Spend Christmas With the Crawleys — Plus a Sneak Peek at the 2022 'Downton Abbey' Film
We talk to the stars and get the scoop
Celebrate Christmas with the Crawleys! PBS Masterpiece is broadcasting the 2019 movie on Christmas Day 2021, and again on Jan. 2 after the premiere of the new series, Around the World in 80 Days, starring David Tennant.
Grownups love the Crawleys
Forget superheroes — the Crawleys are a bona fide franchise, and the $195 million hit film of their aristocratic exploits was driven by AARP’s grownup cohort. Most viewers at its premiere were over 55, and the median age for addicts of the original TV show was 60 to 63.
"With Downton Abbey, baby boomers flex their muscles at the multiplex,” says The Hollywood Reporter. "Bottom line: Make movies that have appeal to this audience and they will show up in droves,” Comscore box office analyst Paul Dergarabedian tells AARP. “Don't leave the influential, passionate, movie-loving folks over 50 out in the cold.”
Hugh Bonneville, 55, who plays Downton's Lord Grantham, tells AARP: “Cinema number crunchers are going to have to go to their calculators and say, ‘Hang on, maybe there is an audience that goes for films with gravitas or wisdom behind them.’”
Downton Abbey stars share a sneak peak with AARP
There’s more to get excited about in 2022. Downton Abbey: A New Era, which picks up the plot a year later in 1927, is scheduled to open in March and boasts most of the old cast, plus newcomers Dominic West, 52, as an aristocratic Downton guest and French star Nathalie Baye, 73, as a longtime crony of Violet Crawley (Maggie Smith, 87) — who this time around has scandalously acquired a villa in France from a mysterious man in her past.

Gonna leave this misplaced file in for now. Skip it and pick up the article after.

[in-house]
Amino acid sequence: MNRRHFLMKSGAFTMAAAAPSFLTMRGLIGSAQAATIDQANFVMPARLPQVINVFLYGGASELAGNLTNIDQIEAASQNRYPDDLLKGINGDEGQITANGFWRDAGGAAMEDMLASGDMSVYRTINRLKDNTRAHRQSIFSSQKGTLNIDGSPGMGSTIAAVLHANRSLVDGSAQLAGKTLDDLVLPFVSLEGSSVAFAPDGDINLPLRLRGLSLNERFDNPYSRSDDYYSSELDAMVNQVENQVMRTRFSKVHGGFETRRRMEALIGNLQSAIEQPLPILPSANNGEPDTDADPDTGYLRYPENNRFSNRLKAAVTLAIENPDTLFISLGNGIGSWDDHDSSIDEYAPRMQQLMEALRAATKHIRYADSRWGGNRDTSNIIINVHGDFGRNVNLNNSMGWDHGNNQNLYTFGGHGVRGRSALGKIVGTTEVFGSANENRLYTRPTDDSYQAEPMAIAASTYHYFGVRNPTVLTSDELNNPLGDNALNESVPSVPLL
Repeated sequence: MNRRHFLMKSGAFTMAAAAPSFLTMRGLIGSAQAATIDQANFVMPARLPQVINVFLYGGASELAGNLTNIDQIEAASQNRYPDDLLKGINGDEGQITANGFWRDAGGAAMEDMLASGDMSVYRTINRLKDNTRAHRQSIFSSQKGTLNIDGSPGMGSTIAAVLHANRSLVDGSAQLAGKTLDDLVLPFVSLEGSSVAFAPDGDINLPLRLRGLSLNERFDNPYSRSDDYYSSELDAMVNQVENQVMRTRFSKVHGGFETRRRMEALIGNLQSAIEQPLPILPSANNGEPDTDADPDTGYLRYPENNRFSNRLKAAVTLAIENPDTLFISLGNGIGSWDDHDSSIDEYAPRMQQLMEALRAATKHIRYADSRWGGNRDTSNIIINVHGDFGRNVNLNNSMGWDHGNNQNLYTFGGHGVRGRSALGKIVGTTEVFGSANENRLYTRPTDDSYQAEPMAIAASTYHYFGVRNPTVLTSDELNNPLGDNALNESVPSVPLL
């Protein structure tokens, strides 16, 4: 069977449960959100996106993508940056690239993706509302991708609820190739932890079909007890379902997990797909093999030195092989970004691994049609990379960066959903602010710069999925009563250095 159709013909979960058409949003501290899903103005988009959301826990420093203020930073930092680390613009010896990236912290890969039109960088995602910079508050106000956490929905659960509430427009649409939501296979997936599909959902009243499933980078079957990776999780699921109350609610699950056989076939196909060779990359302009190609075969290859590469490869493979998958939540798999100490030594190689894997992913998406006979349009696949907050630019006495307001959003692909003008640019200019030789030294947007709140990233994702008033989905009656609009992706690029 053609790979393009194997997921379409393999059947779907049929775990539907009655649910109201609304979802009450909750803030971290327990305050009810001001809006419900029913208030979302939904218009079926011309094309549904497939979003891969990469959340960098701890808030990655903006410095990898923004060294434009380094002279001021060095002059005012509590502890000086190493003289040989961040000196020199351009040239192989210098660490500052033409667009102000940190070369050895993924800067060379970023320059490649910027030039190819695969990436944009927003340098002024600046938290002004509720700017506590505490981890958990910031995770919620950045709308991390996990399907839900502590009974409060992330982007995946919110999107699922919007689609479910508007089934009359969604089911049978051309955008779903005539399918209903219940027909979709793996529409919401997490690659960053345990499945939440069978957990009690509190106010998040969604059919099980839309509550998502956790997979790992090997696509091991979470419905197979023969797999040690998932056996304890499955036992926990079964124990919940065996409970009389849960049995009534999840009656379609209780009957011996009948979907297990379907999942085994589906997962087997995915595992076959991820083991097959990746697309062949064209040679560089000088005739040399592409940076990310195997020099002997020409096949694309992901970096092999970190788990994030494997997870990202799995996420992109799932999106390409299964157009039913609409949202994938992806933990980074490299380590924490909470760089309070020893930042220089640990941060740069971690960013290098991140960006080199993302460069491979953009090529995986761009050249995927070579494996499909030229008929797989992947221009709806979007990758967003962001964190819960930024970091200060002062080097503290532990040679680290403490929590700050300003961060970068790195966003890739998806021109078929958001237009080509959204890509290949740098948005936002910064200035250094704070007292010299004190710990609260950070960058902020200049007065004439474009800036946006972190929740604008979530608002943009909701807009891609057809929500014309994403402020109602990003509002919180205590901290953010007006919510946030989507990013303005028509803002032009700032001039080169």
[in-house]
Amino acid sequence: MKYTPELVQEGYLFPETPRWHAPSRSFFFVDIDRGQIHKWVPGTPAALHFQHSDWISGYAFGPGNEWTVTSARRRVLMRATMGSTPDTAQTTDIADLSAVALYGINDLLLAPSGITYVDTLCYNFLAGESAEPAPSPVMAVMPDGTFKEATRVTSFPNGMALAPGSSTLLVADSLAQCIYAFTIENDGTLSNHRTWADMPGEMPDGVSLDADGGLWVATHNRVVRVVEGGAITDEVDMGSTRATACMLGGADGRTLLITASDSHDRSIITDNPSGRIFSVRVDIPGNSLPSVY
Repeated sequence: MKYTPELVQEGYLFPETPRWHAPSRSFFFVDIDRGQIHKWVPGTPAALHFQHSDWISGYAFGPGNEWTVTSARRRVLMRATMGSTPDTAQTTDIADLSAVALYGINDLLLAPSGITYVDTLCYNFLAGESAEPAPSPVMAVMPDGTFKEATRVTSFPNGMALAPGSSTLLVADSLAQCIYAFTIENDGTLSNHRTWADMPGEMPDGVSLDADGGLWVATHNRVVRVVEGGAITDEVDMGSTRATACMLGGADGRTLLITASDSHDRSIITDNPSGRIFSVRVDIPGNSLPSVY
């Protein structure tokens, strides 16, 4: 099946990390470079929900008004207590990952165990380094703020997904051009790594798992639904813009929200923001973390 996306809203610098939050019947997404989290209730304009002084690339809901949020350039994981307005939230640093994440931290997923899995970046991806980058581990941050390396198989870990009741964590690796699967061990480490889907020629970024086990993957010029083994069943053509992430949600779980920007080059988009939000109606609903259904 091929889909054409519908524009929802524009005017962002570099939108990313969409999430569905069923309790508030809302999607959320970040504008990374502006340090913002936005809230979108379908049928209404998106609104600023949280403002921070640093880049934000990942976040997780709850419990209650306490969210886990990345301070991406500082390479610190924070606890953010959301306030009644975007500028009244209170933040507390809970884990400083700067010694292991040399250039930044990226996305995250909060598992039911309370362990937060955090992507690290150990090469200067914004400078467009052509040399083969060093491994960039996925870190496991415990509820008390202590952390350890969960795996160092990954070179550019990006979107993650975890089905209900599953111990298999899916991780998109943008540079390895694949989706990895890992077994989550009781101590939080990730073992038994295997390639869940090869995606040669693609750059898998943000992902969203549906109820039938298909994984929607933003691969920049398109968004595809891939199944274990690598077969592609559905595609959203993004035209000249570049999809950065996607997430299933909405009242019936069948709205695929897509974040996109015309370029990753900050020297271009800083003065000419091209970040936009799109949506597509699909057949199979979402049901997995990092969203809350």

The sequel is an “unashamedly feel-good movie,” says creator Julian Fellowes, 72. “It’s a delicious pudding with a spoonful for everyone,” adds Bonneville, “with elements of soap, multistranded storylines, melodrama, sweeping romance, and really sobbing, heartbreaking moments.”
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”As for the heartbreak, Elizabeth McGovern, 60, agrees: “There will be tears — that’s all I can say!” McGovern, who plays Cora, the American wife of Downton owner Lord Grantham, has lived her own expatriate storyline. The actress left Hollywood at the age of 21 after an Oscar nomination for her work in Ragtime, married a British showbiz aristocrat (Cranford director Simon Curtis) and moved to England.
“I’m not sure much has changed between 1926 and 1927,” says McGovern, though there is a generational shift. Violet’s French adventure leaves her granddaughter Mary (Michelle Dockery) with more power over Downton. “Mary is taking the reins from Violet,” says McGovern, “and Cora wants her daughters to take the reins and run with them — to have more control over their lives than she ever had.”
Going from a fictional family to a real family
After 11 years of playing the Crawleys, McGovern says, “It doesn’t feel like acting anymore. We really love each other.” And they feel like family to viewers. “At first, the show appealed to people nostalgic for a simpler time. Now I think people are nostalgic for the way the world was when they first started watching Downton!”
Catch Downton Abbey: The Motion Picture on Dec. 25 and Jan. 2, on PBS (check local guides for showtimes).
Tim Appelo covers entertainment and is the film and TV critic for AARP. Previously, he was the entertainment editor at Amazon, video critic at Entertainment Weekly, and a critic and writer for The Hollywood Reporter, People, MTV, The Village Voice and LA Weekly.